The legend and legacy of Randy Rhoads’ iconic Jackson Concorde

Christian Andreu and Randy Rhoads
[L-R] Randy Rhoads with his Concorde, a design that evolve into guitars such as Christian Andreu of Gojira's signature Rhoads (Image credit: Andrew Benge/Redferns; Paul Natkin/WireImage)

Randy Rhoads not only had a massive influence on how metal guitar is played; he also had a profound impact on how metal guitars look, thanks to the now-legendary Jackson Rhoads guitars he helped design. 

On December 23, 1980, while on a break from Ozzy’s Blizzard of Ozz tour, Rhoads visited Grover Jackson at his workshop at Charvel HQ. The guitarist pulled out a sketch he’d drawn on a cocktail napkin and asked Jackson to build him a guitar that looked something like a shark’s fin. The pair sat down, and by midnight, the design Randy had conceived was completed and ready to be built.

The resulting white, angular, asymmetric ax was nicknamed “the Concorde” as it looked like the supersonic airliner of the same name – although legend has it that Rhoads named the guitar after the aircraft because he actually flew home (from the U.K.) aboard the Concorde in late 1980. 

It had neck-through construction like a Gibson Firebird, where the neck and center of the body are one piece of wood, with “wings” glued onto the sides to make the rest of the shape. The entire guitar was made of maple.

Jackson's new line

The Jackson Rhoads has evolved into the perfect metal shred machine. Bonus points here for the reverse headstock. (Image credit: Jackson Guitars)

Due to its futuristic, “pointy” aesthetic, Grover was worried that putting the Charvel logo on its headstock might possibly alienate some of the company’s more traditionally minded customers, and so the Jackson brand was born. 

They designed a new headstock – an angular take on the Gibson Explorer – and made the first Jackson. Randy took the guitar on tour and it quickly became synonymous with him. As a result of his extensive road-testing, he came up with a few refinements.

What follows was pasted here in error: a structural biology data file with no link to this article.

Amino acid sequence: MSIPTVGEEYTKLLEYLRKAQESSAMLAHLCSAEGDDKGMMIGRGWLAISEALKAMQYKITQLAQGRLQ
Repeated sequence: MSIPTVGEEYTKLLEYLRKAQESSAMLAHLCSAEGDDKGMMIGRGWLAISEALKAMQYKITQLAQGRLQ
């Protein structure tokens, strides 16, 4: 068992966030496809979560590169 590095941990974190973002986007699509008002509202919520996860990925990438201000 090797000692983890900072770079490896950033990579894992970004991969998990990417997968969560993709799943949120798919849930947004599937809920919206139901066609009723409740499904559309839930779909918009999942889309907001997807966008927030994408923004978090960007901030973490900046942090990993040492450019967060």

Randy Rhoads with his signature Jackson

(Image credit: Gary Gershoff / Getty)

The changes included making the body shape smaller and sleeker (remember, Randy was a pretty small fellow) and also making the higher frets more easily accessible by moving the spot where the body meets the neck. 

The resulting black Jackson prototype met with Randy’s approval, and the now legendary Jackson RR line of guitars was born — and so began the era of “pointy” metal axes.

Legend has it that Rhoads named the guitar after the aircraft because he actually flew home (from the U.K.) aboard the Concorde in late 1980

To this day, Jackson’s RR line of guitars remains incredibly popular with players and fans; the line also is treated to frequent updates and refreshers, including the brand’s new-for-2022 Concept Series Rhoads RR24 HS and Concept Series Rhoads RR24-7

Jackson Concept Series Rhoads RR24-7

Jackson Concept Series Rhoads RR24-7 (Image credit: Jackson)

In fact, back in 2006, you guys, GW’s readership, voted it the most “Legendary Guitar” in our 25th anniversary readers poll – beating out instruments from Eddie Van Halen, Jimmy Page, B.B. King and SRV. 

Not surprisingly, Jackson offers the best-selling, iconic RR design at all price points: from entry level to Custom Shop and all points (no pun intended) in between, including a 2/3rds scale JS Series Minion model. Yes, even youngsters can start out with a Rhoads axe!

Jackson Rhoads

The author and then Jackson product manager Nick Bowcott (holding Rhoads’ Concorde) with Rhoads’ mother, Delores, in 2009 (Image credit: Matt York)

In 2010, Jackson released an extremely limited edition in conjunction with the Rhoads family – an exact replica of Randy’s legendary Concorde. The original was painstakingly measured by the much-lauded pairing of Mike Shannon [Jackson] and Chip Ellis [Fender – the man responsible for the amazing limited-edition Edward Van Halen “Frankenstein” relics], and every single scratch, dent, ding and divot was replicated. 

As a bonus, the resulting 60 handcrafted relics came with a certificate of authenticity signed by Randy’s mother, Delores. The price? A seemingly random $12,619.56 that’s actually anything but random – and I’m 110 percent guilty for it (I was the product manager at Jackson Guitars at the time). 

The reason for said price tag? Randy’s birth date – 12/6/1956.

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